When I reached above pictured situation, my heart jumped in excitement. The scene I had seen in a trailer, and ingame it’s exactly as in the trailer. Disappointment followed immediately. The winter forest, somewhere inside the Soviet Union, is gorgeous, but can’t be explored. If you try to wander astray, you’ll bump into invisible walls, delineating the boundaries of the map. ‘Black Ops’ is the exact opposite of a freeroaming, sandbox game. I had no choice but following my team comrades until we reached the rapelling point, also to be seen in the trailer:
Before I realized how carefully you have to go down the ropes, I fell to death several times. Might be entirely my fault, because I never before played a title of the ‘↑Call of Duty‘ franchise, and simply am not accustomed to its peculiarities of moving around.
Be that as it may, despite the linearity, and despite my problems with the controls here and now, I got sucked into the game ever more. What I really dug is that it chases you through every conceivable cold-war theatre—even those which have turned hot. Here’s Vietnam (with a cameo appearance by Bruce Willis?):
When I got deeper and deeper into the story, I liked the settings, the scenes, and the whole story more and more. It comprises aspects and elements of a whole array of my favourites: John Frankenheimer’s ‘↑The Manchurian Candidate‘ (1962) featuring Frank Sinatra, later ↑remade by Jonathan Demme (2004) featuring Denzel Washington. ‘↑12 Monkeys‘ (Gilliam 1995) featuring Bruce Willis, and in turn based on Chris Marker’s experimental short film ‘↵La jetée‘ (1962). And then of course ‘↑Fight Club‘ (Palahniuk 1996), faithfully ↑adapted to the silver screen by David Fincher (1999), starring Brad Pitt and Edward Norton.
To say, that ‘Black Ops’ is cyberpunk would be saying too much. But vast parts of its sujets, settings, ambience, æsthetics, narrative content, and narrative strategies are subject to the discourse cyberpunk.
Time travel is a core element of ’12 Monkeys’ and ‘La Jetée,’ but does not occur in ‘Black Ops.’ Only indirectly, if you will, as the whole story is told in flashbacks. But then again there are some blunt anachronisms concerning the weapons. For example, most striking, the Heckler & Koch G11 is available ingame. Although development of said weapon already began in 1968, and first prototypes were around in late 1971, the version in ‘Black Ops,’ the G11 K2 to my eye, wasn’t available before ca. 1990—again prototypes of it, as the G11 never saw mass-production.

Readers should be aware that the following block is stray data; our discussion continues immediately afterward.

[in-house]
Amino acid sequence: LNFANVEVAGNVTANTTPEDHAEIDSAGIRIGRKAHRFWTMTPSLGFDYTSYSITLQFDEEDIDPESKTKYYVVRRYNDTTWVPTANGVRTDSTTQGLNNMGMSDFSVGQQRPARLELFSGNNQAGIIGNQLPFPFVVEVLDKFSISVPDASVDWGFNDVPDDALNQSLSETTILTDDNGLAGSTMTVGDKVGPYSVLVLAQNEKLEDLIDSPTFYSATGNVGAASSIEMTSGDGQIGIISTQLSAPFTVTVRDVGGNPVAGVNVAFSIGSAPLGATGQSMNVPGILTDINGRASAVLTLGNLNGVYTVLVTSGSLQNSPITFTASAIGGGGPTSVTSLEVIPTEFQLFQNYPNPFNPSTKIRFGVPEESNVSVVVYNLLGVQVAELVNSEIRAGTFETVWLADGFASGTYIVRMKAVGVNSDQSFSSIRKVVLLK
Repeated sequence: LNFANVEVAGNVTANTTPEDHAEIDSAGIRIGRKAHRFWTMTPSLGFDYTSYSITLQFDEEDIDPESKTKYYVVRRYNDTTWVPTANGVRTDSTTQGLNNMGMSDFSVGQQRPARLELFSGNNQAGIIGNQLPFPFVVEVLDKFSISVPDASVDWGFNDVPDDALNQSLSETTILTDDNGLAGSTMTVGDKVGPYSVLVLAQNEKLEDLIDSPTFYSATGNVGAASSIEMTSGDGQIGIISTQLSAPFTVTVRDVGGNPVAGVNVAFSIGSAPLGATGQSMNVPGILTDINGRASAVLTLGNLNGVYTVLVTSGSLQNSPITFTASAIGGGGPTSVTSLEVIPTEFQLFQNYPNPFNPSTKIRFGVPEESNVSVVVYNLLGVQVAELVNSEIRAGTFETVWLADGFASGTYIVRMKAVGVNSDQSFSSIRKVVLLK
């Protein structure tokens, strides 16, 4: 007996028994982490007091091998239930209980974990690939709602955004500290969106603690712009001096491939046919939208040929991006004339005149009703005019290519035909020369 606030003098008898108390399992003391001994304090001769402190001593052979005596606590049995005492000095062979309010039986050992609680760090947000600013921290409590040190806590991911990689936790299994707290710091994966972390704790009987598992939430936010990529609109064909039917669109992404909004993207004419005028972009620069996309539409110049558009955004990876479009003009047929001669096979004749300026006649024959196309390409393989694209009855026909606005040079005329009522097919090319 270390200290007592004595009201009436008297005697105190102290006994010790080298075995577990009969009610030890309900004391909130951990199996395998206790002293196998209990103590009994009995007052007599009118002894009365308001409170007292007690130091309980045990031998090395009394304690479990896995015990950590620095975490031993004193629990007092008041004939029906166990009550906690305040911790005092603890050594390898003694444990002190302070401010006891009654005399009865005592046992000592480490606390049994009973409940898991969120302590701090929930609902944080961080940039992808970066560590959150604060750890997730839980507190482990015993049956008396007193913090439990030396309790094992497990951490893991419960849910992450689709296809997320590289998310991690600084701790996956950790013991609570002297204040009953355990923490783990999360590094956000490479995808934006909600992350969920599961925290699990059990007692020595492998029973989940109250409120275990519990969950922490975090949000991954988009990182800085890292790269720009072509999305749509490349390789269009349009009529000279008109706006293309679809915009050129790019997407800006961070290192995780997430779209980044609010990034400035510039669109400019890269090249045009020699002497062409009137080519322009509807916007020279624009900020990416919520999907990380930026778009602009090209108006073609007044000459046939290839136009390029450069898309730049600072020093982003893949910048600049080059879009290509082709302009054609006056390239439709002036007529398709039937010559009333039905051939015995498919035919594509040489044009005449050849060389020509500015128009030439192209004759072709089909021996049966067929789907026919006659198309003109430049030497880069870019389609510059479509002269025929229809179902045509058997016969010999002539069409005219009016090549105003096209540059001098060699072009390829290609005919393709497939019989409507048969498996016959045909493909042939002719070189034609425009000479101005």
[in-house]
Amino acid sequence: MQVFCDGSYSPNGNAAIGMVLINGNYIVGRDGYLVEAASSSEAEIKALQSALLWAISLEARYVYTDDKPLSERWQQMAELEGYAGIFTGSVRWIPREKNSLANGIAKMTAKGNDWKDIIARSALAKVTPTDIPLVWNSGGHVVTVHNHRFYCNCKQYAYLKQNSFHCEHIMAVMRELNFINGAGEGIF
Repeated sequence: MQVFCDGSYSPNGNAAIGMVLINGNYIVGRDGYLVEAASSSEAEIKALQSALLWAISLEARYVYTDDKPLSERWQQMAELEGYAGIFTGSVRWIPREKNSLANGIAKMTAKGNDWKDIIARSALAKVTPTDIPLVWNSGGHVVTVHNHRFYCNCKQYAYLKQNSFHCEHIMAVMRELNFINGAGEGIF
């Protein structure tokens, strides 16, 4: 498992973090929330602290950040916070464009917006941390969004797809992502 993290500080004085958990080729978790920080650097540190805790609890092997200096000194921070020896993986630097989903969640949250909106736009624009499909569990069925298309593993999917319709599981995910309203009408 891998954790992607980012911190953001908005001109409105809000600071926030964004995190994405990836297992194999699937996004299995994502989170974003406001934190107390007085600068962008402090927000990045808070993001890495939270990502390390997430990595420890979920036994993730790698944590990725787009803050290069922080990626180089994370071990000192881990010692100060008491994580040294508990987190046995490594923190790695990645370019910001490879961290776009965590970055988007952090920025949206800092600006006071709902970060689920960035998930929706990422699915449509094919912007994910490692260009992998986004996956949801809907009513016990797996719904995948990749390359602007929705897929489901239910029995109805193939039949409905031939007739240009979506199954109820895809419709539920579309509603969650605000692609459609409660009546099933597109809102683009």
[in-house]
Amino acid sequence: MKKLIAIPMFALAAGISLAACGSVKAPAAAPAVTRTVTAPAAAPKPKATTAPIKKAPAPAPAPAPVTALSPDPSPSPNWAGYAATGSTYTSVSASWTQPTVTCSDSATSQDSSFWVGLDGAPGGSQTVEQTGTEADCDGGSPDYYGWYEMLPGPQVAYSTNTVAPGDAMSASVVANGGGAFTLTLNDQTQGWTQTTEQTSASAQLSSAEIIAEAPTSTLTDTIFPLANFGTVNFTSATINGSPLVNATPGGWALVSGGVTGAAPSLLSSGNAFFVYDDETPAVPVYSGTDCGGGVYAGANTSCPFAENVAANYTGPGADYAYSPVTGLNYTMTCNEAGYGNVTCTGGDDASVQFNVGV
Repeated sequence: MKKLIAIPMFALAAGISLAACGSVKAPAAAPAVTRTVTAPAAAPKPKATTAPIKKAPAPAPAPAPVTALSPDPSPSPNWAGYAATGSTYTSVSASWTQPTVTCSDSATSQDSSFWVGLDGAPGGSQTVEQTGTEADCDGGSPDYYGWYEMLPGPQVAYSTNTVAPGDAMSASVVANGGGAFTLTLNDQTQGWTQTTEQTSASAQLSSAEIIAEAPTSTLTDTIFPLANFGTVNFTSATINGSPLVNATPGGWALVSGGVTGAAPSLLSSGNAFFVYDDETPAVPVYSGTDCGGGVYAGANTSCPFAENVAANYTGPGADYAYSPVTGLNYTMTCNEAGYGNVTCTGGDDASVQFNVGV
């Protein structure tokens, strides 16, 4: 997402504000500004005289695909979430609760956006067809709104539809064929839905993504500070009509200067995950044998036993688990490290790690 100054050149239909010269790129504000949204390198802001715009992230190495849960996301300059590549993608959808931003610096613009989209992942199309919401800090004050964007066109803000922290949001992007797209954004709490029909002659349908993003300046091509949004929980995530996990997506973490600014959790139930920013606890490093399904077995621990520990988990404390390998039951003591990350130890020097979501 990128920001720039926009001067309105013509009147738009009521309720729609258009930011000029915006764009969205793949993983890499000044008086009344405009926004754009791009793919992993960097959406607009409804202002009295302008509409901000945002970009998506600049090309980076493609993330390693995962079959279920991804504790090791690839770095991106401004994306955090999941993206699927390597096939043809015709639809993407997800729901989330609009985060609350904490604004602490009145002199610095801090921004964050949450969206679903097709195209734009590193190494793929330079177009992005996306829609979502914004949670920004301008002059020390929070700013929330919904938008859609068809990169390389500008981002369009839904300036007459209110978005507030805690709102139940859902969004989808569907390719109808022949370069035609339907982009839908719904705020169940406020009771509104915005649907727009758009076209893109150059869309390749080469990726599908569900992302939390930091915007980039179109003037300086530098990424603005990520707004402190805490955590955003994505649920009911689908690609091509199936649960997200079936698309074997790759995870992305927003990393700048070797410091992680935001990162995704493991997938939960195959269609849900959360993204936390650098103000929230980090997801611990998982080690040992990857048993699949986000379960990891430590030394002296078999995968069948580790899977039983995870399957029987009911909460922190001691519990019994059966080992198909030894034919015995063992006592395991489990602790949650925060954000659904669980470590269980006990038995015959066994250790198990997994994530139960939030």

Nevertheless the ambience is set by all kinds of cold-war icons appearing:
Yes, you get to fly the SR-71 ‘Blackbird,’ and, yes, you get to talk to Kennedy. And, yes, your very first objective in the story, relived in a flashback, is the assassination of Castro—↑Cuba didn’t like it.
I don’t know, if Kennedy wanted Castro assassinated—I don’t even know for sure who assassinated Kennedy.
Speaking of high-calibre assassinations and commando operations targeting international political figures—those haven’t vanished with the cold war, and not only are elements of fictitious cold-war alternate histories.
New-York based developer ↑Kuma Reality Games maintains the free tactical military first- and third-person shooter ↑Kuma\War. Almost on a monthly basis ↑new episodes can be downloaded and played. The latest is ↑Mission 108—Fall of Sirte: Gaddafi’s Last Stand. That already explains the game’s tag line: ‘Real war news. Real war games.’ Two other immensely popular missions or episodes are ↑Mission 62—Operation Red Dawn (capturing Saddam Hussein) and ↑Mission 107—The Death of Osama Bin Laden (self explanatory). If you play the latter and then compare it to the ↑meticulous write-up of the ongoings at Wikipedia, you’ll be astounded by the amount of research Kuma Reality Games does. For illustration, here is a screencap of ↑Osama Bin Laden’s compound in Abbottabad, Pakistan as depicted in Mission 107:
And here are the targets of missions 62 and 107:
The visual material seems to teach us that sporting a big beard is counterproductive in terms of lifetime.
So, watch out ↑Bryan Alexander, ↑Eugene Burger, and ↵Alan Moore …
But then again, Castro’s still around, JFK ain’t.
zeph’s pop culture quiz #3
From this one I shied away, as I sincerely do loath the kitten Internet meme. But due to the fate of the kitten in the movie from which the screenshot was taken … without further ado here is this Monday’s question: Who ate the kitten?
Because ↵#1 who is it? and ↵#2 who built it? both were solved so quickly, I refrain from giving more information right from the beginning.
Just leave a comment with your educated guess—you can always ask for additional hints, and I’ll provide them. [Leaving a comment is easy; just click the 'Leave a comment' at the end of the post and fill in the form. If it's the first time you post a comment, it will be held for moderation. But I am constantly checking, and once I've approved a comment, your next ones won't be held, but published immediately by the system.]